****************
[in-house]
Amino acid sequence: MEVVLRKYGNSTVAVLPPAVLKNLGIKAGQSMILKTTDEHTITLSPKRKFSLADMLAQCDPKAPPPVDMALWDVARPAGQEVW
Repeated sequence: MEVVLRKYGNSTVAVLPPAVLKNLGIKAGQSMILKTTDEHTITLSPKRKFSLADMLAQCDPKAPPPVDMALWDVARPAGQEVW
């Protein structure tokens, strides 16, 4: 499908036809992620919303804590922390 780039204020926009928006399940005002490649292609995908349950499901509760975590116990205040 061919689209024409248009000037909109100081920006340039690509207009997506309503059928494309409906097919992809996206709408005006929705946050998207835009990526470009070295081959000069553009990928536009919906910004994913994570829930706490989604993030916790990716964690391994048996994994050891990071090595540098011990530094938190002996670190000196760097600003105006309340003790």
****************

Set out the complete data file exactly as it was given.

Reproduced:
[in-house]
Amino acid sequence: MEVVLRKYGNSTVAVLPPAVLKNLGIKAGQSMILKTTDEHTITLSPKRKFSLADMLAQCDPKAPPPVDMALWDVARPAGQEVW
Repeated sequence: MEVVLRKYGNSTVAVLPPAVLKNLGIKAGQSMILKTTDEHTITLSPKRKFSLADMLAQCDPKAPPPVDMALWDVARPAGQEVW
């Protein structure tokens, strides 16, 4: 499908036809992620919303804590922390 780039204020926009928006399940005002490649292609995908349950499901509760975590116990205040 061919689209024409248009000037909109100081920006340039690509207009997506309503059928494309409906097919992809996206709408005006929705946050998207835009990526470009070295081959000069553009990928536009919906910004994913994570829930706490989604993030916790990716964690391994048996994994050891990071090595540098011990530094938190002996670190000196760097600003105006309340003790």